advertisement
Question
Posted by: Gretchen | 2008/09/22

Short cycles

Dear Doc

On the 1st of Jan 05 I stopped Triphasil and we conceived in April 05. I had a healthy pregnancy and a vaginal birth, only complication was a postpartum hemmorage.

I went on Triphasil again in Jan 06 when my son was 6 weeks old. I stopped it again in June 07 whereafter I had regular 28 day cycles but we still used condoms as we only wanted to start trying in Dec 07. When we started trying in Dec 07 my cycles all of a sudden went haywire, shortened to about 22 days. That continued, sometimes I would have a 28 day cycle, but with spotting about 5 days prior to menses.

Between Dec 07 and today which is the 22nd of September, I am moving onto cycle 12. My gynae did put me on 25mg of Clomid last month, on which I ovulated CD 13 (on CD 10 the scan showed the only follie at 20mm) but again started spotting on 10 days post ovulation.

This month again 25mg of clomid and I ovulated on either CD 12 or 13. I started spotting at 10 dpo and today at 11dpo menses (blood clots)

My gynae did say that ovulating too soon means that the egg quality is very poor.

What could I do? I am thinking of going on back on Triphasil for 3 months to try and regulate my cycle again and then try immediately after I go off it again. Do you think that would do any good? The other alternative could be to go on 50mg clomid this month but would that not shorten my cycle more?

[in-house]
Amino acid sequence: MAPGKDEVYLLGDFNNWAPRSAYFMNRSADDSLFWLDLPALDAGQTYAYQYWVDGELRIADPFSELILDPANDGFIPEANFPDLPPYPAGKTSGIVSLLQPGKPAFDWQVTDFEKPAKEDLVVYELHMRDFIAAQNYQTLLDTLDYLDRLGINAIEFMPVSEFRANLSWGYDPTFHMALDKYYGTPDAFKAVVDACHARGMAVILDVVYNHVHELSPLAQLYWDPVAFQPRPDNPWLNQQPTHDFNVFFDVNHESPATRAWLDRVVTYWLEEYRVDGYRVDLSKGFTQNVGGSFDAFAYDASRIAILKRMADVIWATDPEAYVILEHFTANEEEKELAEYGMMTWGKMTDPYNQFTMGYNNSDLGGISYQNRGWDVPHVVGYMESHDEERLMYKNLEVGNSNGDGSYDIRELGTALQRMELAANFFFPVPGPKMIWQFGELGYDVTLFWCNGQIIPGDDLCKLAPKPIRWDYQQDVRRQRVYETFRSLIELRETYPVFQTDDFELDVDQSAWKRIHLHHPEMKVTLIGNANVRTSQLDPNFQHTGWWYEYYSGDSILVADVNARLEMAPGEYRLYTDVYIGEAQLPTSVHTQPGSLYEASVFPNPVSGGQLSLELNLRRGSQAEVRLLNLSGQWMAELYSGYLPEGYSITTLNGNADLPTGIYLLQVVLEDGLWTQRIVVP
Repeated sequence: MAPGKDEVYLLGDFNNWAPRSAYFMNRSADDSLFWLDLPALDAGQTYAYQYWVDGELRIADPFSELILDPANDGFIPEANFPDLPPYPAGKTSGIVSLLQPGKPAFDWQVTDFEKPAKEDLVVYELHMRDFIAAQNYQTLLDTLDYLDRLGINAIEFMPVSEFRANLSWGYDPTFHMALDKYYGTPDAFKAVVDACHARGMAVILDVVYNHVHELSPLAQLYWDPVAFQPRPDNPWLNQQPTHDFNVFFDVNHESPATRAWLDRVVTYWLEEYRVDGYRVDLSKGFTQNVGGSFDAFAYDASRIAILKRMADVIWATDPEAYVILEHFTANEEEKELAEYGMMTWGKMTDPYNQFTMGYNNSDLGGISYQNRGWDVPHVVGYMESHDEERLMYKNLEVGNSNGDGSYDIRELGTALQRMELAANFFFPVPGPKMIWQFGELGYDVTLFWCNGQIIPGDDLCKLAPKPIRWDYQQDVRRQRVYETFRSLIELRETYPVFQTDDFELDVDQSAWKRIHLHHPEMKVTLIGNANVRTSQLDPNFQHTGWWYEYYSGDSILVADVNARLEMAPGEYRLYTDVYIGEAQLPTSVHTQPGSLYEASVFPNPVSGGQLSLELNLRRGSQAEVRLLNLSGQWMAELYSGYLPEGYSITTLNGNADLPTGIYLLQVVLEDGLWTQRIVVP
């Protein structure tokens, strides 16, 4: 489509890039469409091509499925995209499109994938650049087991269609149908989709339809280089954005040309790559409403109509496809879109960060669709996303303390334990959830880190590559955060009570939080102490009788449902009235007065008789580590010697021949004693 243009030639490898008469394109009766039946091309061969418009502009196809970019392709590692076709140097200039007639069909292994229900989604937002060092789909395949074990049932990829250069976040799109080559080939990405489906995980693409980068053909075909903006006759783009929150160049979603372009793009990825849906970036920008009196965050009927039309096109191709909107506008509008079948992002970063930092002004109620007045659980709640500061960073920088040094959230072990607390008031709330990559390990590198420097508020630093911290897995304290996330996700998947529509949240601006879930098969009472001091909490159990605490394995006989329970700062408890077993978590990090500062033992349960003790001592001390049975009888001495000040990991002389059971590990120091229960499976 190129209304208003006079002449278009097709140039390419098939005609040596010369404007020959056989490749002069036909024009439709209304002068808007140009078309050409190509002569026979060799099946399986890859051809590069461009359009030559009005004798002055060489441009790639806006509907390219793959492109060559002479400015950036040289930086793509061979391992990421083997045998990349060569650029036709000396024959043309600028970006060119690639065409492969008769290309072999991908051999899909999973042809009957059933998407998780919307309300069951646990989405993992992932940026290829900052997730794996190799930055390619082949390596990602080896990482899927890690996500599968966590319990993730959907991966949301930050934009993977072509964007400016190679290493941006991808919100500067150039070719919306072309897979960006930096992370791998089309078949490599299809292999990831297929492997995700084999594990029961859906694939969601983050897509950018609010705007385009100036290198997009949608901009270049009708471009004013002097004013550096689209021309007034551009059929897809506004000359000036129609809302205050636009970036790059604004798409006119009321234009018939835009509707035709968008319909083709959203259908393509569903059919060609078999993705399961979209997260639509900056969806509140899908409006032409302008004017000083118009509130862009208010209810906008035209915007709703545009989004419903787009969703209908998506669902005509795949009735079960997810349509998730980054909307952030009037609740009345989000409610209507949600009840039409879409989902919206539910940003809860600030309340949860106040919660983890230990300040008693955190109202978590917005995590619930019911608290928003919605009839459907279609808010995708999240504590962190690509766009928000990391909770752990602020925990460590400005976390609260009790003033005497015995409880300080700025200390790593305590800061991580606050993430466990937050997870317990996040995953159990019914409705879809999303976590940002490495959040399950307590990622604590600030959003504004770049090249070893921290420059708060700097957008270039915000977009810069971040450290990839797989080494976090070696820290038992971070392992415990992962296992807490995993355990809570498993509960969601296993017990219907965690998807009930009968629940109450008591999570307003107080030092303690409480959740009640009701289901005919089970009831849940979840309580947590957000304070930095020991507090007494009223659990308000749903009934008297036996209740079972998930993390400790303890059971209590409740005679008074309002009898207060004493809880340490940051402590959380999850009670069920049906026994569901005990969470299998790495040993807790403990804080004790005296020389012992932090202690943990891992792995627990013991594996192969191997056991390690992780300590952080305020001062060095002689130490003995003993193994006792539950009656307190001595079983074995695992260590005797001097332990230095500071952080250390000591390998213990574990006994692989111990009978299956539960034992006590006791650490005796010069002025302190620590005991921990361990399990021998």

Not what you were looking for? Try searching again, or ask your own question
Our expert says:
Expert ImageFertility expert

Dear Grerchen

Going off Triphasil for 3 months and starting again would not really change your ovulatory cycles, you will however have regular cycles while you on Triphasil but will obviously not fall pregnant as it is a contractive. My suggestion is that you rather take the alternative and increase the dose of Clomid to 50mg and see if this will improve your chances of ovulating. My other suggestion the that once the follicle has reached between 18-22mm then your gynaecologist should give you an injection to ensure ovulation is taking place.

Answered by: Dr. Y. Dasoo

The information provided does not constitute a diagnosis of your condition. You should consult a medical practitioner or other appropriate health care professional for a physical exmanication, diagnosis and formal advice. Health24 and the expert accept no responsibility or liability for any damage or personal harm you may suffer resulting from making use of this content.

Have your say

Thanks for commenting! Your comment will appear on the site shortly.
Thanks for commenting! Your comment will appear on the site shortly.
advertisement